-- for clarity, Verdicts should be returned from a place near
      -- the visually-apparent end of a Tape. However, this is not mandatory.
      if CSP /= Control_Stack'First then
         Achtung("WARNING: Tape terminated with a non-empty Control Stack!");
      end if;
 
      -- We're done with the Tape, so clear the state:
      Zap;
 
      -- Return the Verdict:
      return Verdict;
 
   end Peh_Machine;

Peh is an entirely conventional “dual-tape stack machine”. The Control Stack is not directly accessible to the operator, and is manipulated strictly by a small set of instruction symbols which facilitate “backwards” transfer of control along the Tape.

Let’s examine the three currently-defined instruction symbols which make use of the Control Stack:

ffa_calc.adb:

               -------------------
               -- Control Stack --
               -------------------
 
               -- Push current IP (i.e. of THIS Op) to Control Stack.
            when ':' =>
               Control_Push(IP);
 
               -- Conditional Return: Pop top of Stack, and...
               -- ... if ZERO:    simply discard the top of the Control Stack.
               -- ... if NONZERO: pop top of Control Stack and make it next IP.
            when ',' =>
               Want(1);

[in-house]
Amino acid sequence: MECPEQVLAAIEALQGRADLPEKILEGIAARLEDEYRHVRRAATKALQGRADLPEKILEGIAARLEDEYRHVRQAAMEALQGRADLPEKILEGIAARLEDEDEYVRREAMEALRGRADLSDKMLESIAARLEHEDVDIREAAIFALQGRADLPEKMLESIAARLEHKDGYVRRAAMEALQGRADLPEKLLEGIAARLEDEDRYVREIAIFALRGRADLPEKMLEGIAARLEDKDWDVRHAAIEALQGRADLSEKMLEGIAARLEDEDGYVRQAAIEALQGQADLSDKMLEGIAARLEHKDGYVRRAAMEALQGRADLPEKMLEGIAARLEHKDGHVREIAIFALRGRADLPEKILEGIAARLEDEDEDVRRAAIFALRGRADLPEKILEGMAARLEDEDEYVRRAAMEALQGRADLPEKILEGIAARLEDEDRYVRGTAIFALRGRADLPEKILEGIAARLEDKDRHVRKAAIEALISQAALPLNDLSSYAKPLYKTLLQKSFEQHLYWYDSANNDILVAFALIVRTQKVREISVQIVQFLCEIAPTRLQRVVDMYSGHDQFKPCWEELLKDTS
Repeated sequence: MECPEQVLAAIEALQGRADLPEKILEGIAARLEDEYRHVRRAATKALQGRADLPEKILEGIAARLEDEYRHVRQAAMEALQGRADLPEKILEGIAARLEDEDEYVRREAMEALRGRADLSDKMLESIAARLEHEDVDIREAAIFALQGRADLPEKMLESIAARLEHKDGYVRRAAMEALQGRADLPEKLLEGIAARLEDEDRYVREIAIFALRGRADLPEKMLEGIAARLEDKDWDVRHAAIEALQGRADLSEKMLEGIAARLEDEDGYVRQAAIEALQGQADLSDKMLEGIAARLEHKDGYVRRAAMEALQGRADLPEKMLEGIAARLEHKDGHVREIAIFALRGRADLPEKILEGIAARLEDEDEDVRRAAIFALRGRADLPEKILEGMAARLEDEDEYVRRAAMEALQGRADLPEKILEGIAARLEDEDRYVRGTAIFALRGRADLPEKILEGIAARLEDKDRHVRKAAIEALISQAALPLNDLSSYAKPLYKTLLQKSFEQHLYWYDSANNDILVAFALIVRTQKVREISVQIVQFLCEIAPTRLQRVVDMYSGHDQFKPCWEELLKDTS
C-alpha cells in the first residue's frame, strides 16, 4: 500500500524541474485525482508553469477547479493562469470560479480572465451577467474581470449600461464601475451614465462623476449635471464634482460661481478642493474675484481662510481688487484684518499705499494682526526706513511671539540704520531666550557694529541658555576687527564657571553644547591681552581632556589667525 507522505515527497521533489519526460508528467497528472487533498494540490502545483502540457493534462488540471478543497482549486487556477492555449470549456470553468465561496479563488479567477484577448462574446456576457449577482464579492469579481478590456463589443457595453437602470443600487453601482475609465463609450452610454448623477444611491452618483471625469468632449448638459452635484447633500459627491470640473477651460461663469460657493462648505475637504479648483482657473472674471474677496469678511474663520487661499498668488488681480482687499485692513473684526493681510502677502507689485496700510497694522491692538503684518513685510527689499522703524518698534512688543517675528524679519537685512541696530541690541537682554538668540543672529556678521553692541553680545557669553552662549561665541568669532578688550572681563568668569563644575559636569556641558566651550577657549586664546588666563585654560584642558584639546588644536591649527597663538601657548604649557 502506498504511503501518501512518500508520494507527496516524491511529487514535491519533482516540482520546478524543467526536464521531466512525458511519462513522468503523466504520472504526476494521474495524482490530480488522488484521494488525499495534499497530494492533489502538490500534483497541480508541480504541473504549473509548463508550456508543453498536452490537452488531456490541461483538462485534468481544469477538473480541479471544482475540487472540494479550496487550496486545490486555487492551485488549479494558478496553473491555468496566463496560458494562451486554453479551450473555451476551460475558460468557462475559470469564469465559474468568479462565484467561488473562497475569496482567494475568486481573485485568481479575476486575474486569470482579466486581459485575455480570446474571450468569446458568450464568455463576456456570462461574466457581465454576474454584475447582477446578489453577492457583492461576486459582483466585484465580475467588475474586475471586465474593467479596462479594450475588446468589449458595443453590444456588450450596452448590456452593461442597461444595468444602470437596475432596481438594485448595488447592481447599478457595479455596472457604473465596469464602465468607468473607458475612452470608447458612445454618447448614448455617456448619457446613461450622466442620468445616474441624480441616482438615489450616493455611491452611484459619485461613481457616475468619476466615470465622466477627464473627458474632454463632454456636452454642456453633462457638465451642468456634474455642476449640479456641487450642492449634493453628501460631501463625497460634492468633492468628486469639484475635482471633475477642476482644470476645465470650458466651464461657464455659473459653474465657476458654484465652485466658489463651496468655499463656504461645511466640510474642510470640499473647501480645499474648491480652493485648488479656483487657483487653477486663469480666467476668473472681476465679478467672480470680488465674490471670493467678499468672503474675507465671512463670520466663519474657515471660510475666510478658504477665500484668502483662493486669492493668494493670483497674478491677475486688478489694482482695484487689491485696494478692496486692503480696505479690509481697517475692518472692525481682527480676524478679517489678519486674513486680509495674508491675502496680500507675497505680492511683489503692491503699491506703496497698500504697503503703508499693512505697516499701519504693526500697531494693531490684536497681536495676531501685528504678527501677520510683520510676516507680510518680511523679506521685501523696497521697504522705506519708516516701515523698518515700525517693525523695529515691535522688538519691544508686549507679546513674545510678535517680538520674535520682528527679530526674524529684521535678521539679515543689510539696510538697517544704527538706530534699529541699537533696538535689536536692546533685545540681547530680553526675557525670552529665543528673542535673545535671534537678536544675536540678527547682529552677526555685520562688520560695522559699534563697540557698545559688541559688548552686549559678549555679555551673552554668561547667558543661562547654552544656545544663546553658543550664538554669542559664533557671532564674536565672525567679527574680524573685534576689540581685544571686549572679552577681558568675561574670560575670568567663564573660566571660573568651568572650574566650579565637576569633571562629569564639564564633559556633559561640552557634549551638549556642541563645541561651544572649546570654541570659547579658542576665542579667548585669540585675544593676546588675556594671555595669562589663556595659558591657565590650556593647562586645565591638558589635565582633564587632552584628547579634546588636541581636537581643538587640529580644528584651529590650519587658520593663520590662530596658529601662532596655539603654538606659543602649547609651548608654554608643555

declare
                  Position : Tape_Positions := Control_Pop;
               begin
                  if FFA_FZ_NZeroP(Stack(SP)) = 1 then
                     IP_Next := Position;
                  end if;
               end;
               Drop;
 
               -- UNconditional Return: Control Stack top popped into IP_Next.
            when ';' =>
               IP_Next := Control_Pop;

The : operator pushes the current (i.e. its own) position on the Tape to the Control Stack. (Observe that, just as with the Data Stack, overflow is prohibited and results in an Eggog Verdict.)

The ; operator pops a Tape Position from the Control Stack, and execution (as always, if the Life limit has not yet been reached) continues from that position. (Observe that, just as with the Data Stack, underflow is prohibited and results in an Eggog Verdict.)

The , operator is a conditional variant of the ; operation.

These three instructions can be used to implement loops. E.g.:

$ echo -n '.5:[foo].1-",_QY' | ./bin/peh 256 32 17 61 /dev/random